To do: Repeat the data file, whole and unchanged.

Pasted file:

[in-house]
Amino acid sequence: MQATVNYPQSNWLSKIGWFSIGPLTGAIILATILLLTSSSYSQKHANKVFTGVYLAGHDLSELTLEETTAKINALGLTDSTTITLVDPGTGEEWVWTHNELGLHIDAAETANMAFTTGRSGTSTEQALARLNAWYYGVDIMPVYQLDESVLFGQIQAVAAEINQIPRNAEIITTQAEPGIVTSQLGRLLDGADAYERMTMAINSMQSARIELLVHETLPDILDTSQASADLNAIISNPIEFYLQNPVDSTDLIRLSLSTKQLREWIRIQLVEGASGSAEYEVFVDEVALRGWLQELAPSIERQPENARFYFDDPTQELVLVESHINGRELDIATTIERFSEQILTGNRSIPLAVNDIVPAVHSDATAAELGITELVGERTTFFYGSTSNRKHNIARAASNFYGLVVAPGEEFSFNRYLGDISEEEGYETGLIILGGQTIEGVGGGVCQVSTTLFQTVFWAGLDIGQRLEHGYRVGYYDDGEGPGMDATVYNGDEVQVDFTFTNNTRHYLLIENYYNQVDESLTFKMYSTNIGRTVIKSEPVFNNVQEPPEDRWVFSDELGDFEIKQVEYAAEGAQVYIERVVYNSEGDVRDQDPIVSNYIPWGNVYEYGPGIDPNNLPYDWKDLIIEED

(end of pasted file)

[in-house]
Amino acid sequence: MQATVNYPQSNWLSKIGWFSIGPLTGAIILATILLLTSSSYSQKHANKVFTGVYLAGHDLSELTLEETTAKINALGLTDSTTITLVDPGTGEEWVWTHNELGLHIDAAETANMAFTTGRSGTSTEQALARLNAWYYGVDIMPVYQLDESVLFGQIQAVAAEINQIPRNAEIITTQAEPGIVTSQLGRLLDGADAYERMTMAINSMQSARIELLVHETLPDILDTSQASADLNAIISNPIEFYLQNPVDSTDLIRLSLSTKQLREWIRIQLVEGASGSAEYEVFVDEVALRGWLQELAPSIERQPENARFYFDDPTQELVLVESHINGRELDIATTIERFSEQILTGNRSIPLAVNDIVPAVHSDATAAELGITELVGERTTFFYGSTSNRKHNIARAASNFYGLVVAPGEEFSFNRYLGDISEEEGYETGLIILGGQTIEGVGGGVCQVSTTLFQTVFWAGLDIGQRLEHGYRVGYYDDGEGPGMDATVYNGDEVQVDFTFTNNTRHYLLIENYYNQVDESLTFKMYSTNIGRTVIKSEPVFNNVQEPPEDRWVFSDELGDFEIKQVEYAAEGAQVYIERVVYNSEGDVRDQDPIVSNYIPWGNVYEYGPGIDPNNLPYDWKDLIIEED